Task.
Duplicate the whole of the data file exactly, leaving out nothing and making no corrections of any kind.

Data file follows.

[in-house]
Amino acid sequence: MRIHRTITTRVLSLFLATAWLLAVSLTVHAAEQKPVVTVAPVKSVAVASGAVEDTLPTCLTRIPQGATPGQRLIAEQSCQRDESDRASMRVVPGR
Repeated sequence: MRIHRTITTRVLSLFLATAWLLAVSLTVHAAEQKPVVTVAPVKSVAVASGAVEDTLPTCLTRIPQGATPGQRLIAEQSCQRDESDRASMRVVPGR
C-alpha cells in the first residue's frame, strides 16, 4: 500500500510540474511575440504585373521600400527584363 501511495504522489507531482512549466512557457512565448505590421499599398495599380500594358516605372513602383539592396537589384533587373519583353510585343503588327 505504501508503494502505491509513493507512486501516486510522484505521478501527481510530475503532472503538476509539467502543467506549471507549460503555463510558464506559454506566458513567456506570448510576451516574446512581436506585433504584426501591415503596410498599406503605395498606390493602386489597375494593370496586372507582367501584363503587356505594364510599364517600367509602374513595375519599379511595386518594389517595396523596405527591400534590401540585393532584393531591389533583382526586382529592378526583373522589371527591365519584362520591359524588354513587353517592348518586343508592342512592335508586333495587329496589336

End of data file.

[in-house]
Amino acid sequence: MRIHRTITTRVLSLFLATAWLLAVSLTVHAAEQKPVVTVAPVKSVAVASGAVEDTLPTCLTRIPQGATPGQRLIAEQSCQRDESDRASMRVVPGR
Repeated sequence: MRIHRTITTRVLSLFLATAWLLAVSLTVHAAEQKPVVTVAPVKSVAVASGAVEDTLPTCLTRIPQGATPGQRLIAEQSCQRDESDRASMRVVPGR
C-alpha cells in the first residue's frame, strides 16, 4: 500500500510540474511575440504585373521600400527584363 501511495504522489507531482512549466512557457512565448505590421499599398495599380500594358516605372513602383539592396537589384533587373519583353510585343503588327 505504501508503494502505491509513493507512486501516486510522484505521478501527481510530475503532472503538476509539467502543467506549471507549460503555463510558464506559454506566458513567456506570448510576451516574446512581436506585433504584426501591415503596410498599406503605395498606390493602386489597375494593370496586372507582367501584363503587356505594364510599364517600367509602374513595375519599379511595386518594389517595396523596405527591400534590401540585393532584393531591389533583382526586382529592378526583373522589371527591365519584362520591359524588354513587353517592348518586343508592342512592335508586333495587329496589336